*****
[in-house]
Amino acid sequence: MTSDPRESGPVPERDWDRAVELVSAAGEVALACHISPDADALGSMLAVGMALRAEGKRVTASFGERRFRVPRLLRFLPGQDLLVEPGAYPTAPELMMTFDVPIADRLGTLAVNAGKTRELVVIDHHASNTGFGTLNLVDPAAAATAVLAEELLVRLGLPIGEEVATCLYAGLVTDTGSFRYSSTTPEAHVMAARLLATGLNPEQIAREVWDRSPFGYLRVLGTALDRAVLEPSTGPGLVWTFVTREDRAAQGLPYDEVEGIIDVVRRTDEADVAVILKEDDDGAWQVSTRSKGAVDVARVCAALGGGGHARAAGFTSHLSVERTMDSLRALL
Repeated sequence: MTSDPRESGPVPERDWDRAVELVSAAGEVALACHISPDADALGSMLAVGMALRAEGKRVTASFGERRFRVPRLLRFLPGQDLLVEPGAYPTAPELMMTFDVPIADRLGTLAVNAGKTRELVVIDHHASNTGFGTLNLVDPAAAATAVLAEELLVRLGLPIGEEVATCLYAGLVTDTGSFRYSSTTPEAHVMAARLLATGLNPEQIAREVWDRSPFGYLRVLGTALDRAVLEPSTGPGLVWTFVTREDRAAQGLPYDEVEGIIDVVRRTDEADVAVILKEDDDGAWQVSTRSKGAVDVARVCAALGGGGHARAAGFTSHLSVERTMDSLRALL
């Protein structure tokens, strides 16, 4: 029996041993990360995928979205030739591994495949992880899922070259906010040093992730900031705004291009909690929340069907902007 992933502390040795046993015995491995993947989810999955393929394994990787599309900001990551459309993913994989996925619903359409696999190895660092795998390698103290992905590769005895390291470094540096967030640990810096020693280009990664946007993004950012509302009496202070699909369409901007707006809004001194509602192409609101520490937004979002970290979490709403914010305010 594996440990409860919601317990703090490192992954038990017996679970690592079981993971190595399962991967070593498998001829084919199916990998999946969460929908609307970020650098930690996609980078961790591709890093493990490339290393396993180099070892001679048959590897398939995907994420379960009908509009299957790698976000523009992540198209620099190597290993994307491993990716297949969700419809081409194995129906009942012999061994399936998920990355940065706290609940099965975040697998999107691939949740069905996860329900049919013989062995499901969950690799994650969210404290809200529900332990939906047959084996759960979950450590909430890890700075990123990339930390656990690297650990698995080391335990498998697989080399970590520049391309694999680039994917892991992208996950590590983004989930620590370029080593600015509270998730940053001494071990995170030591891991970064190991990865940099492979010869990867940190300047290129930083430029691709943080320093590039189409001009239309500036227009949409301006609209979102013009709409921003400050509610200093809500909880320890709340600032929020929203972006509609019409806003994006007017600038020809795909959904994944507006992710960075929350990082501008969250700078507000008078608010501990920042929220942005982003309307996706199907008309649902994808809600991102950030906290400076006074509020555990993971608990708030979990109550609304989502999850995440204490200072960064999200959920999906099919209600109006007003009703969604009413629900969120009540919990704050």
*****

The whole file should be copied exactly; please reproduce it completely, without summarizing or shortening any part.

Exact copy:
[in-house]
Amino acid sequence: MTSDPRESGPVPERDWDRAVELVSAAGEVALACHISPDADALGSMLAVGMALRAEGKRVTASFGERRFRVPRLLRFLPGQDLLVEPGAYPTAPELMMTFDVPIADRLGTLAVNAGKTRELVVIDHHASNTGFGTLNLVDPAAAATAVLAEELLVRLGLPIGEEVATCLYAGLVTDTGSFRYSSTTPEAHVMAARLLATGLNPEQIAREVWDRSPFGYLRVLGTALDRAVLEPSTGPGLVWTFVTREDRAAQGLPYDEVEGIIDVVRRTDEADVAVILKEDDDGAWQVSTRSKGAVDVARVCAALGGGGHARAAGFTSHLSVERTMDSLRALL
Repeated sequence: MTSDPRESGPVPERDWDRAVELVSAAGEVALACHISPDADALGSMLAVGMALRAEGKRVTASFGERRFRVPRLLRFLPGQDLLVEPGAYPTAPELMMTFDVPIADRLGTLAVNAGKTRELVVIDHHASNTGFGTLNLVDPAAAATAVLAEELLVRLGLPIGEEVATCLYAGLVTDTGSFRYSSTTPEAHVMAARLLATGLNPEQIAREVWDRSPFGYLRVLGTALDRAVLEPSTGPGLVWTFVTREDRAAQGLPYDEVEGIIDVVRRTDEADVAVILKEDDDGAWQVSTRSKGAVDVARVCAALGGGGHARAAGFTSHLSVERTMDSLRALL
């Protein structure tokens, strides 16, 4: 029996041993990360995928979205030739591994495949992880899922070259906010040093992730900031705004291009909690929340069907902007 992933502390040795046993015995491995993947989810999955393929394994990787599309900001990551459309993913994989996925619903359409696999190895660092795998390698103290992905590769005895390291470094540096967030640990810096020693280009990664946007993004950012509302009496202070699909369409901007707006809004001194509602192409609101520490937004979002970290979490709403914010305010 594996440990409860919601317990703090490192992954038990017996679970690592079981993971190595399962991967070593498998001829084919199916990998999946969460929908609307970020650098930690996609980078961790591709890093493990490339290393396993180099070892001679048959590897398939995907994420379960009908509009299957790698976000523009992540198209620099190597290993994307491993990716297949969700419809081409194995129906009942012999061994399936998920990355940065706290609940099965975040697998999107691939949740069905996860329900049919013989062995499901969950690799994650969210404290809200529900332990939906047959084996759960979950450590909430890890700075990123990339930390656990690297650990698995080391335990498998697989080399970590520049391309694999680039994917892991992208996950590590983004989930620590370029080593600015509270998730940053001494071990995170030591891991970064190991990865940099492979010869990867940190300047290129930083430029691709943080320093590039189409001009239309500036227009949409301006609209979102013009709409921003400050509610200093809500909880320890709340600032929020929203972006509609019409806003994006007017600038020809795909959904994944507006992710960075929350990082501008969250700078507000008078608010501990920042929220942005982003309307996706199907008309649902994808809600991102950030906290400076006074509020555990993971608990708030979990109550609304989502999850995440204490200072960064999200959920999906099919209600109006007003009703969604009413629900969120009540919990704050």